Nana Addo is in the regional capital for a four day campaign tour as well as to participate in the IEA presidential debate on Tuesday.
The deceased has since been buried in accordance with the Muslim tradition, while the injured are responding to treatment at the Tamale Teaching Hospital.
Dr Ken Sagoe is Chief Executive of Tamale Teaching Hospital, who confirmed the death to Joy News, said young people in the area often join enthusiastic crowd and engage in “various acts of acrobatic” on their motorbikes.
“Too often we have some of them get injured, and sometimes it can get fatal. Like yesterday, we lost two people from that event alone, and we released the bodies for burial yesterday, and then a considerable number were treated and discharged, a few were admitted.”
Ghana’s President John Atta Mills, who was suffering from throat cancer, has died in the capital, Accra.
A statement from his office said the 68-year-old died a few hours after being taken ill, but did not give details.
“It is with a heavy heart…that we announce the sudden and untimely death of the president of the Republic of Ghana,” the statement said.
Mr Atta Mills has ruled the West African country since 2009.
The BBC’s Sammy Darko, who is at the military hospital in Accra, says Mr Atta Mill’s voice has been degenerating in the last few months.
A presidential aide said the leader had complained of suffering pains on Monday evening and he died on Tuesday afternoon, Reuters reports.
He had returned to Ghana after visiting the US for medical checks, the news agency says.
Mr Atta Mills came to power after narrowly winning against a candidate from the then governing New Patriotic Party, Nana Akufo-Addo, in polls in December 2008.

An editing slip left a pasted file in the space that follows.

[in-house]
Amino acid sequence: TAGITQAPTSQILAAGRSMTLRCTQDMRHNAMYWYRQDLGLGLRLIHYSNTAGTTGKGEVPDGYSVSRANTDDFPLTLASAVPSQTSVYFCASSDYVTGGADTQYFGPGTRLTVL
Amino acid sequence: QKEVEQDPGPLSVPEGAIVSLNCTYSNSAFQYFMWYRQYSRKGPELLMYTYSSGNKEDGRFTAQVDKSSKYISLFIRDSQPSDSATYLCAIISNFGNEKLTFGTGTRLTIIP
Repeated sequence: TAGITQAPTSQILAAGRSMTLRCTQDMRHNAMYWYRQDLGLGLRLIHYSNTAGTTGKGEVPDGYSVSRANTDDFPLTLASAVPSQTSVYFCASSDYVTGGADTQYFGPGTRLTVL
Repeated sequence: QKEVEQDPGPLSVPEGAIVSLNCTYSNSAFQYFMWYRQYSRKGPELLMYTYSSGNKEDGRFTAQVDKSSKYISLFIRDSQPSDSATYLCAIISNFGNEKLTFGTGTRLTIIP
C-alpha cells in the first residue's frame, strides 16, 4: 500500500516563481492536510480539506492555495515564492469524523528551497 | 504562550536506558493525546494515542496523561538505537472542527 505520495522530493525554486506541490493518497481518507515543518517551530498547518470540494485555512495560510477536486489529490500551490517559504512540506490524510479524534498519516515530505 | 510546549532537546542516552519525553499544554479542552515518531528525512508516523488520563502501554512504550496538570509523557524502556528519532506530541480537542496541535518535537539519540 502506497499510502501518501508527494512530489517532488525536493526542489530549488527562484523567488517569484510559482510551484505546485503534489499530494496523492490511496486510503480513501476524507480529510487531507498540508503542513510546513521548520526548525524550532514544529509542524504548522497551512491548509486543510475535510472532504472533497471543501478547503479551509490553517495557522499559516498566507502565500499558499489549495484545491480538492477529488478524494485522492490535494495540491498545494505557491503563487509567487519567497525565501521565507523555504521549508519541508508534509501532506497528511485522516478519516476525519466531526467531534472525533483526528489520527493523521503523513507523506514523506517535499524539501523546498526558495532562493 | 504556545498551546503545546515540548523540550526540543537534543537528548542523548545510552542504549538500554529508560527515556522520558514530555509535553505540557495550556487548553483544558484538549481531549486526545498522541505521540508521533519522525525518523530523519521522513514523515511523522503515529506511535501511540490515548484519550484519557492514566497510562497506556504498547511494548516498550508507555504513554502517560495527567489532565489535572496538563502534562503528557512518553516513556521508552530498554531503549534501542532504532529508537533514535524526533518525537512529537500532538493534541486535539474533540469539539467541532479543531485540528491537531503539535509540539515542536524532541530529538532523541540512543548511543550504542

He was to run for a second term in December.
A group of Zimbabwean MPs is getting circumcised as part of a campaign to reduce HIV and Aids cases.
A small makeshift clinic for carrying out the procedures was erected in Parliament House in the capital Harare.
Blessing Chebundo, chairman of Zimbabwe Parliamentarians Against Aids, said his main objective was to inspire other citizens to follow suit.
Research by the UN has suggested male circumcision can reduce the spread of HIV and Aids.
A report by UNAids and the World Health Organisation said the risk of HIV infection among men could be reduced by 60%.
More than a million people in Zimbabwe are believed to be HIV-positive, with about 500,000 receiving anti-retroviral treatment.
Mr Chebundo said more than 120 MPs and parliamentary staff had shown an interest in the circumcision programme.
The BBC’s Brian Hungwe, in Harare says that by 12:00 local time (10:00GMT), four had had the procedure performed, with more expected later
Blessing Chebundo was the first to undergo the 10-minute operation.
He told the BBC there was a possibility that some members of the executive may also attend, including President Robert Mugabe.
The circumcision programme had attracted a lot of attention in Zimbabwe, and had divided opinion, our correspondent said.
The issue was raised in parliament in September 2011, when Deputy Prime Minister Thokozani Khupe made a plea to her fellow politicians.
At the time, many MPs shunned the idea.
As well as a clinic in parliament, the initiative has seen a tent set up across the road from parliament, where counselling sessions will be held.
Dr Owen Mugurungi, Director for Aids and TB unit with the Ministry of Health and Child Welfare, applauded those involved, the Zimbabwe Mail reported.
“We are happy with this initiative and we are happy more leaders will come on board,” he was quoted as saying.